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Genetic Depletion of Adipocyte Creatine Metabolism Inhibits Diet-Induced Thermogenesis and Drives Obesity.

Authors: Kazak, Lawrence  Chouchani, Edward T  Lu, Gina Z  Jedrychowski, Mark P  Bare, Curtis J  Mina, Amir I  Kumari, Manju  Zhang, Song  Vuckovic, Ivan  Laznik-Bogoslavski, Dina  Dzeja, Petras  Banks, Alexander S  Rosen, Evan D  Spiegelman, Bruce M 
Citation: Kazak L, etal., Cell Metab. 2017 Oct 3;26(4):660-671.e3. doi: 10.1016/j.cmet.2017.08.009. Epub 2017 Aug 24.
Pubmed: (View Article at PubMed) PMID:28844881
DOI: Full-text: DOI:10.1016/j.cmet.2017.08.009

Diet-induced thermogenesis is an important homeostatic mechanism that limits weight gain in response to caloric excess and contributes to the relative stability of body weight in most individuals. We previously demonstrated that creatine enhances energy expenditure through stimulation of mitochondrial ATP turnover, but the physiological role and importance of creatine energetics in adipose tissue have not been explored. Here, we have inactivated the first and rate-limiting enzyme of creatine biosynthesis, glycine amidinotransferase (GATM), selectively in fat (Adipo-Gatm KO). Adipo-Gatm KO mice are prone to diet-induced obesity due to the suppression of elevated energy expenditure that occurs in response to high-calorie feeding. This is paralleled by a blunted capacity for ß3-adrenergic activation of metabolic rate, which is rescued by dietary creatine supplementation. These results provide strong in vivo genetic support for a role of GATM and creatine metabolism in energy expenditure, diet-induced thermogenesis, and defense against diet-induced obesity.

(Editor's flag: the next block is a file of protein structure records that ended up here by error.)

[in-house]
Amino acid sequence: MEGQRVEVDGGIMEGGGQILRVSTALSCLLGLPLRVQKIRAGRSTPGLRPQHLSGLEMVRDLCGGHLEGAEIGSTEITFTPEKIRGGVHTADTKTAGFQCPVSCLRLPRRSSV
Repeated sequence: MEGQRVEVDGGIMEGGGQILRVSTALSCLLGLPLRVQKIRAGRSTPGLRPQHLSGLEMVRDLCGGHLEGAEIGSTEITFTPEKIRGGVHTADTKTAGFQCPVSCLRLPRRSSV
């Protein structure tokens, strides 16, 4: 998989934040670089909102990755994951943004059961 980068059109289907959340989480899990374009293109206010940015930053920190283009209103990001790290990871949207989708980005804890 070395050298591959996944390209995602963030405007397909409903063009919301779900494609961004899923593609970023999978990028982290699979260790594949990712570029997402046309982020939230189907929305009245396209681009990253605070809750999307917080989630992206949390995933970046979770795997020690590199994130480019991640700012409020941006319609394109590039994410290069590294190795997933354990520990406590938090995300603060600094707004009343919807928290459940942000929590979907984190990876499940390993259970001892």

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RGD Object Information
RGD ID: 13673791
Created: 2018-06-23
Species: All species
Last Modified: 2018-06-23
Status: ACTIVE



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RGD is funded by grant HL64541 from the National Heart, Lung, and Blood Institute on behalf of the NIH.